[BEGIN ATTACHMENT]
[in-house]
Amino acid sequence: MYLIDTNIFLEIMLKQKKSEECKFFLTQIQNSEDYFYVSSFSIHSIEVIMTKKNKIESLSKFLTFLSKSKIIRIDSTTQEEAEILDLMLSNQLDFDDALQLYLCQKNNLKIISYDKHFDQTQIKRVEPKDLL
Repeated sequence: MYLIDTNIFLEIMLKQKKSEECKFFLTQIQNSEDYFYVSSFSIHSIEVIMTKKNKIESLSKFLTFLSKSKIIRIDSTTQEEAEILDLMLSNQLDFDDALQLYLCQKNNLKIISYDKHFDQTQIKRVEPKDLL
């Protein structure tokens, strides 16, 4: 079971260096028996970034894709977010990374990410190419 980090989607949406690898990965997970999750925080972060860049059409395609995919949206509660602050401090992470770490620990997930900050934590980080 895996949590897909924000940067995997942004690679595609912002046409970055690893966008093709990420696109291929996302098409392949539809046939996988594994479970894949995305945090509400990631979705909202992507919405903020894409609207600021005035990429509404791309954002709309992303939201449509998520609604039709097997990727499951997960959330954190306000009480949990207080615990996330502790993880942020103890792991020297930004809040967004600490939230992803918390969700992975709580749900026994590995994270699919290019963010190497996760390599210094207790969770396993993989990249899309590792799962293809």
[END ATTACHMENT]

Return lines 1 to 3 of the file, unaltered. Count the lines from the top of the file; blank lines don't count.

[in-house]
Amino acid sequence: MYLIDTNIFLEIMLKQKKSEECKFFLTQIQNSEDYFYVSSFSIHSIEVIMTKKNKIESLSKFLTFLSKSKIIRIDSTTQEEAEILDLMLSNQLDFDDALQLYLCQKNNLKIISYDKHFDQTQIKRVEPKDLL
Repeated sequence: MYLIDTNIFLEIMLKQKKSEECKFFLTQIQNSEDYFYVSSFSIHSIEVIMTKKNKIESLSKFLTFLSKSKIIRIDSTTQEEAEILDLMLSNQLDFDDALQLYLCQKNNLKIISYDKHFDQTQIKRVEPKDLL